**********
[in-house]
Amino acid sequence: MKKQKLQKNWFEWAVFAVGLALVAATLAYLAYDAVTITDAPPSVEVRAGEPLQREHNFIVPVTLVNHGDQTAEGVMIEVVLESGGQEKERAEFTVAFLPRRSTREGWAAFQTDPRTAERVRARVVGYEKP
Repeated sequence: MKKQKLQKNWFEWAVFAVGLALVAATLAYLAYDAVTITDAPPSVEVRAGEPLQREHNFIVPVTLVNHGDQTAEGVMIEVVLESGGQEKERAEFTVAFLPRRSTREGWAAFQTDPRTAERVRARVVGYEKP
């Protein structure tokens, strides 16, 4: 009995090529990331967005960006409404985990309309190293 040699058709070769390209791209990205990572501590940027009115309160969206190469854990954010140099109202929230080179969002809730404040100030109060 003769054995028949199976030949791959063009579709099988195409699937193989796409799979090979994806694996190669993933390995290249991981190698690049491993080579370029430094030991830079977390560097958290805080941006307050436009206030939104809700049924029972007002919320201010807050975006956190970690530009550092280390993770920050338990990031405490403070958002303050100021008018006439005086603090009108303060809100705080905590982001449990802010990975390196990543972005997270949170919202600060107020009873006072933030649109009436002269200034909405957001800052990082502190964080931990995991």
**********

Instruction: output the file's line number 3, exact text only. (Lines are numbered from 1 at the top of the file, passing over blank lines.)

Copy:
Repeated sequence: MKKQKLQKNWFEWAVFAVGLALVAATLAYLAYDAVTITDAPPSVEVRAGEPLQREHNFIVPVTLVNHGDQTAEGVMIEVVLESGGQEKERAEFTVAFLPRRSTREGWAAFQTDPRTAERVRARVVGYEKP